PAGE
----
The golf was fairly lackluster today thanks in part to another shift in the weather that brought heavy air. Combine that with some tough hole locations and a surprising forward tee location on 14 which made the boys think, and that probably contributed to the lack of low scoring. I've had a preview of Sunday's setup and it should let someone go low and maybe catch up, but right now it looks like a two man race between Phil Mickelson and Jeff Quinney.
I was present for Quinney's ace, which was a bit of a surprise for everyone. After he hit the shot he didn't seem too aware that it might trickle down to the hole. Because the cup was cut on the front right, the large gallery could not see it trickling down until the last moment.
Should someone go low Sunday, it will be interesting to see if the leaders actually know it. While Northern Trust has done a nice job injecting some class and much needed spending into the event, there has been one poorly planned change involving leaderboards. The longtime manual board that has been a fixture at the 18th green (as well as another between the 8th and 15th holes) has been scrapped in favor of a seating area for Riviera owner Noboru Watanabe. That seating area has gone unused so far this week, but either way there is still room for a manual scoreboard.
This board was vital for a few reasons. One, it gave leaders coming to 18 an idea where they stood. It also let the fans who traditionally gather there a way to track and react to what the leaders are doing.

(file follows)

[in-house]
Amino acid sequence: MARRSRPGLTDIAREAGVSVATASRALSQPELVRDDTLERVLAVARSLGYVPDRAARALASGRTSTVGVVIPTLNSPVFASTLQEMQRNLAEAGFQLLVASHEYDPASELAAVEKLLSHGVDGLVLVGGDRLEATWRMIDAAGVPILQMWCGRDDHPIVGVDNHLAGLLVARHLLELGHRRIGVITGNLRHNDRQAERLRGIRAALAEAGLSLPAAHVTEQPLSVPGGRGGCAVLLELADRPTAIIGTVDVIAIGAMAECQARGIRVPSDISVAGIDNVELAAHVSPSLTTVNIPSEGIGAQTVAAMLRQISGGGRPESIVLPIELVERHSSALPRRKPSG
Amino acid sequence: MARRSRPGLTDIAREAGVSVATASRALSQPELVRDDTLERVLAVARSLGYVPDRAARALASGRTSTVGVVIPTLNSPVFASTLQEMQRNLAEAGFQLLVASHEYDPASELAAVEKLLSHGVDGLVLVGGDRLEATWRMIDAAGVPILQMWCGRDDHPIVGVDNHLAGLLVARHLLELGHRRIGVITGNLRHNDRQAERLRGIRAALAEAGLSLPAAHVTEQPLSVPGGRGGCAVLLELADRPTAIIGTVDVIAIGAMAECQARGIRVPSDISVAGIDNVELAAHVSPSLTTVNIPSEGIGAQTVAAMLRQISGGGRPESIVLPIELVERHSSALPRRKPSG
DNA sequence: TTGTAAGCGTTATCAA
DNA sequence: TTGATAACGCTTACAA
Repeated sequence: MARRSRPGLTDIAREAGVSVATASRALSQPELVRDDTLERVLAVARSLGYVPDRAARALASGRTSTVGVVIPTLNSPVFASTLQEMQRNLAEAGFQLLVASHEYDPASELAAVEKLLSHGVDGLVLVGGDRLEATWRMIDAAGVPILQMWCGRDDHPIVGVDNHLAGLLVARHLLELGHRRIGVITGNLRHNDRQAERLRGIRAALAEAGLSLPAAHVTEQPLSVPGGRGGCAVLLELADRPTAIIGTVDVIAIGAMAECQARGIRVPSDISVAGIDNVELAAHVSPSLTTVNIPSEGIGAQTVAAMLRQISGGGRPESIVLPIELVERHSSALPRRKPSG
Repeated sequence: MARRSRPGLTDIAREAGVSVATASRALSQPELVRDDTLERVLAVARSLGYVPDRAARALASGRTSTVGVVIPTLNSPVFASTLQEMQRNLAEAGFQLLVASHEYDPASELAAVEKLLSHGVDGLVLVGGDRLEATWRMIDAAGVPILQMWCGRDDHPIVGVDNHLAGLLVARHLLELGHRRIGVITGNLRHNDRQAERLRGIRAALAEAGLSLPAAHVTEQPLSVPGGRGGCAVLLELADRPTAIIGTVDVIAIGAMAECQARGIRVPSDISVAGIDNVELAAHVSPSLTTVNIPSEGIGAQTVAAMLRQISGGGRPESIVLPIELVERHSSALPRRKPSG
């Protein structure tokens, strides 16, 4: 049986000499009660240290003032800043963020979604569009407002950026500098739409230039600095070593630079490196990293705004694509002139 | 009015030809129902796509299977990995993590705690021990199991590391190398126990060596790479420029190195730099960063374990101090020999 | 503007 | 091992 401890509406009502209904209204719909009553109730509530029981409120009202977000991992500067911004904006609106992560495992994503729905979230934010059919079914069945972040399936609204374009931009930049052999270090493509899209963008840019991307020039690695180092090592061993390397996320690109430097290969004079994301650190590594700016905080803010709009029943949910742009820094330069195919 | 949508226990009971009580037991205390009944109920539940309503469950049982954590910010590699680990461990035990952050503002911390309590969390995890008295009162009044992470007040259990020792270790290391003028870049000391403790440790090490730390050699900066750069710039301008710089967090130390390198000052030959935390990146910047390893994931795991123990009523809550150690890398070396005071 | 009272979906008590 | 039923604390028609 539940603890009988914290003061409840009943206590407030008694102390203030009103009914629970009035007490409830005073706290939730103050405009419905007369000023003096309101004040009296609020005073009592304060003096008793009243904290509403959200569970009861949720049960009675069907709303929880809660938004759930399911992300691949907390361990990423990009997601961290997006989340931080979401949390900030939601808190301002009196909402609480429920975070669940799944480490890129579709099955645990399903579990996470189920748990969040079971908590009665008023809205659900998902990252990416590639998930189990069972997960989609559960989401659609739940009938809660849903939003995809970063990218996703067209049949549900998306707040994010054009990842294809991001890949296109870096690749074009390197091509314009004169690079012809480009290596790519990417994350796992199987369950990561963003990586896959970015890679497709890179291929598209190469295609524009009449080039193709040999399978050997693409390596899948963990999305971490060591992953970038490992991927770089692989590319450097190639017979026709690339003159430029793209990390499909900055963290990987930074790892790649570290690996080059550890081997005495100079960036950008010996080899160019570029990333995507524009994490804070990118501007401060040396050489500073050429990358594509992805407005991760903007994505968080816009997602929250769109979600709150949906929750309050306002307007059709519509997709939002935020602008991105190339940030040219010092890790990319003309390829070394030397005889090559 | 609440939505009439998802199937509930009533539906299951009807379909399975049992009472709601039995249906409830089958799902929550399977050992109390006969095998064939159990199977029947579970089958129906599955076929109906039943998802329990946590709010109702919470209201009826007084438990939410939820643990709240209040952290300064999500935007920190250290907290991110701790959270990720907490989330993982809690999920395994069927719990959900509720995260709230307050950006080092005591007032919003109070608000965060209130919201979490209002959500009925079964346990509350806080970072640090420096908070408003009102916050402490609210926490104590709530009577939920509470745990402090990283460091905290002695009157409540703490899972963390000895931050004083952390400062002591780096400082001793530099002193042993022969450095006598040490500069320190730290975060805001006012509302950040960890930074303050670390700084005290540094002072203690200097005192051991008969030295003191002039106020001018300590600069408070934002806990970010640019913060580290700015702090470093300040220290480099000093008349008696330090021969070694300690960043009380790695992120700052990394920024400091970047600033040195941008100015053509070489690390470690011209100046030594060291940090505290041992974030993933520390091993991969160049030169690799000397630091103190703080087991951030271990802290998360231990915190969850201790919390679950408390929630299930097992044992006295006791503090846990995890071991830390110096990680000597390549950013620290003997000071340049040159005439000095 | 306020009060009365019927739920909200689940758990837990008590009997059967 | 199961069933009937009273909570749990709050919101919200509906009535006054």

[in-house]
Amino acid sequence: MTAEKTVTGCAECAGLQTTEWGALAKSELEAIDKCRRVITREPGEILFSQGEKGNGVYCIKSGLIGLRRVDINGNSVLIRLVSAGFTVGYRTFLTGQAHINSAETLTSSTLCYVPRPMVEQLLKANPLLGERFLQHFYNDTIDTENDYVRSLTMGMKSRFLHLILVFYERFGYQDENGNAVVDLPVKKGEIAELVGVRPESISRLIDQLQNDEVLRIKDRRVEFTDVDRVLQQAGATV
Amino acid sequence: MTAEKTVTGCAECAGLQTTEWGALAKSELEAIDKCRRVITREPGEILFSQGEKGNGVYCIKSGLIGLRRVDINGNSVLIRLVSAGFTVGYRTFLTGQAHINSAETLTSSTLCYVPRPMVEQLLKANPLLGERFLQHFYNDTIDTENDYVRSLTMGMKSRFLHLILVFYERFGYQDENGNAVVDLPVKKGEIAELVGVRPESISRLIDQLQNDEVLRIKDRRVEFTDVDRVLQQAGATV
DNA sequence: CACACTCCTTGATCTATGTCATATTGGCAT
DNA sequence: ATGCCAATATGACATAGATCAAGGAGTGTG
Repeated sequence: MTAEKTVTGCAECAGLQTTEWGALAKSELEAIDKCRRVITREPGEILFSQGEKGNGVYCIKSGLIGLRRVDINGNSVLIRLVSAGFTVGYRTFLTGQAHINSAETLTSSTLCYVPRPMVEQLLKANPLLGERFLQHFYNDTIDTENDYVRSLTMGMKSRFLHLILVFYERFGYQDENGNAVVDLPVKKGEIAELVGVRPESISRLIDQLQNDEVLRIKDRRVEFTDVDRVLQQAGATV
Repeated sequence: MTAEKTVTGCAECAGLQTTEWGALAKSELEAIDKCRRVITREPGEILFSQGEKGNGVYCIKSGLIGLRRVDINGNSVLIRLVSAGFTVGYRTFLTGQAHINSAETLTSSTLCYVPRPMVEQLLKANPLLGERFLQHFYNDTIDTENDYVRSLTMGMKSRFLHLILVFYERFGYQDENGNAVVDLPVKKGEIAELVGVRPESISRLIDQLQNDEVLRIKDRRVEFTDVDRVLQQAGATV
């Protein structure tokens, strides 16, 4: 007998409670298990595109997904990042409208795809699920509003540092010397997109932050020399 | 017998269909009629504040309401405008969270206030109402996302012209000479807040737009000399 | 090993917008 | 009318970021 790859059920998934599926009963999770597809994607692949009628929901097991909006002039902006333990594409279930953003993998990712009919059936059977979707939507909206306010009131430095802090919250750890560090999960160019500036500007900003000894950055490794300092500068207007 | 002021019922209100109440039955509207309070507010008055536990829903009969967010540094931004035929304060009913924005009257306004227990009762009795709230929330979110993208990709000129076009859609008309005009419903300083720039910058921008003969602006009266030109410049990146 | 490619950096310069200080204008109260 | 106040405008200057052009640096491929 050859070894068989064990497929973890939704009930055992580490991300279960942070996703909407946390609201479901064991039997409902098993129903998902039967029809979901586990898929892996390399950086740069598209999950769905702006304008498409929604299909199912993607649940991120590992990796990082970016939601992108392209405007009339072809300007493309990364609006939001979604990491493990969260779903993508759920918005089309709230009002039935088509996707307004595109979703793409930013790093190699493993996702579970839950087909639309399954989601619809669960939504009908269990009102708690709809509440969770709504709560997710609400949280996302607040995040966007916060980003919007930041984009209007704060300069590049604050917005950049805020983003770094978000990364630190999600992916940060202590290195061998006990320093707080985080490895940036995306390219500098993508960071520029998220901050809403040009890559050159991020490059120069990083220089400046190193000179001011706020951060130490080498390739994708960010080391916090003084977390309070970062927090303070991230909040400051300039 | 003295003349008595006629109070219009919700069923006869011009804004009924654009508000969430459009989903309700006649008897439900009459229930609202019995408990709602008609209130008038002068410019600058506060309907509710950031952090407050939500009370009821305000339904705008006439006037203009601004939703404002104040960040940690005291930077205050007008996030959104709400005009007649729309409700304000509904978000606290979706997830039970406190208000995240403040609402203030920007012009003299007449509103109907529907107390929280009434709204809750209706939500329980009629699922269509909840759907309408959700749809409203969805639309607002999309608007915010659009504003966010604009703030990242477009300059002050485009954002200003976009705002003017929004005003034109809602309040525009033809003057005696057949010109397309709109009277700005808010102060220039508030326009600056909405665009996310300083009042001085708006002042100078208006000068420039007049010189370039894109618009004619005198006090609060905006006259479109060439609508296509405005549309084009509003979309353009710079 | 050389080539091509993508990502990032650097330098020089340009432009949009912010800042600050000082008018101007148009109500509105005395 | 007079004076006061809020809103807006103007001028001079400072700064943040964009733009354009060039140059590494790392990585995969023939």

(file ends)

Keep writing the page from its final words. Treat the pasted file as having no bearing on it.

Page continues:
Sure, there's one of the new electronic boards on 18, but while they look superb, the content is horrendous. The main leaders scoring list is rarely up long enough before player bios and group information appear. I really don't need to know that Robert Allenby enjoys fishing in his spare time.
Less visible but equally as bad was the removal of Bob Lowe's classic hand-drawn scoreboard in the press room, replaced by a new, hard to read and less informative plastic board.
The guess among the scribblers is that these changes were influenced by the PGA Tour's Championship Management division, which has a well known disdain for the old style manual scoring systems (and for all we know, renting some of this stuff to the Northern Trust Open folks).
And finally, for obsessive compulsive types, Tom Pernice's driving range divots from the week...